Adding Colours of Health to the Food Platter
Stepping away from her unhappy marriage brought much relief for Remya, a resident of Vysan Colony of Kottathara panchayat (Wayanad, Kerala). She heaves a sigh of relief after saying “I have mental peace now and this is exactly what I was denied for a long time.”
The 29-year-old tribal woman has no qualms over her decision to separate from her abusive and alcoholic ex-husband. At the same time, she is equally aware of the intensity of the challenge she has taken up. Being a single mother of two little children and the caretaker of her elderly parents, Remya has to toil hard to make ends meet. The only person Remya can fall back on for support is her unmarried older sister. But lack of work opportunities is a challenge for the sisters who are agricultural workers.
“When there is work, we can smoothly manage things at home. But we don’t get enough work in all seasons,” Remya said. She further added, “During off seasons we hardly buy anything. As the government is ensuring free ration of grains and pulses, we will not starve. But there won’t be much money to buy vegetables and other food items,”.
Nutritional deficiency is common among members of tribal communities in Wayanad district and cases of malnourishment, stunting and wasting are high among the community members in general and children in particular. According to Remya, the off-season diet of her six-member family used to be confined to rice (porridge). “If we are buying vegetables for everyday consumption it would cost around Rs 300 a week. This is unaffordable when there is no work. At times, we would make side dishes out of wild leaves collected from the nearby agricultural fields. But that is not a regular practice,” she said.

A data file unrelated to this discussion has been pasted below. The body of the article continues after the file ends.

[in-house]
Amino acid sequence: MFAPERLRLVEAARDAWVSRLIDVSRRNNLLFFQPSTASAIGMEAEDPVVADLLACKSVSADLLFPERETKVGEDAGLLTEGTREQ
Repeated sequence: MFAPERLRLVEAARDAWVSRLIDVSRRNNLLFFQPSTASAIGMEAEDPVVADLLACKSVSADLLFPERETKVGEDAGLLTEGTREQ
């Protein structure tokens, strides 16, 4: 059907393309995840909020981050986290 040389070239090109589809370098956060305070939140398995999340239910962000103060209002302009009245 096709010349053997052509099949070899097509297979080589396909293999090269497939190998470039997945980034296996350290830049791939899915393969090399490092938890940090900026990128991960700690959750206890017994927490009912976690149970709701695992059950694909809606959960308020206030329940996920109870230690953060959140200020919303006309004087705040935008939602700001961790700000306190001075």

Ramya and Vellachi are two of the 400 scheduled tribe families who have benefitted from the support given by IGSSS to establish kitchen gardens. Now, each of these families is cultivating around a dozen veggies in their kitchen garden. This new habit is not only adding more colours to their food platter but the much-needed nutritional requirements. “Now we have home-grown vegetables for daily consumption. My children are happy to eat now as I can offer them a variety of dishes. Moreover, as we don’t need to spend money on buying veggies, we can use it to buy milk or items like egg and meat for the children,” Remya said with a smile.
“It’s for the first time that I am cultivating items like cabbage and beetroot. We got a good harvest. We just watered the plants and used cow dung as manure,” Vellachi said adding that she has preserved the seeds of the veggies to set up a new garden in the next season.
Written by: Divya Nambiar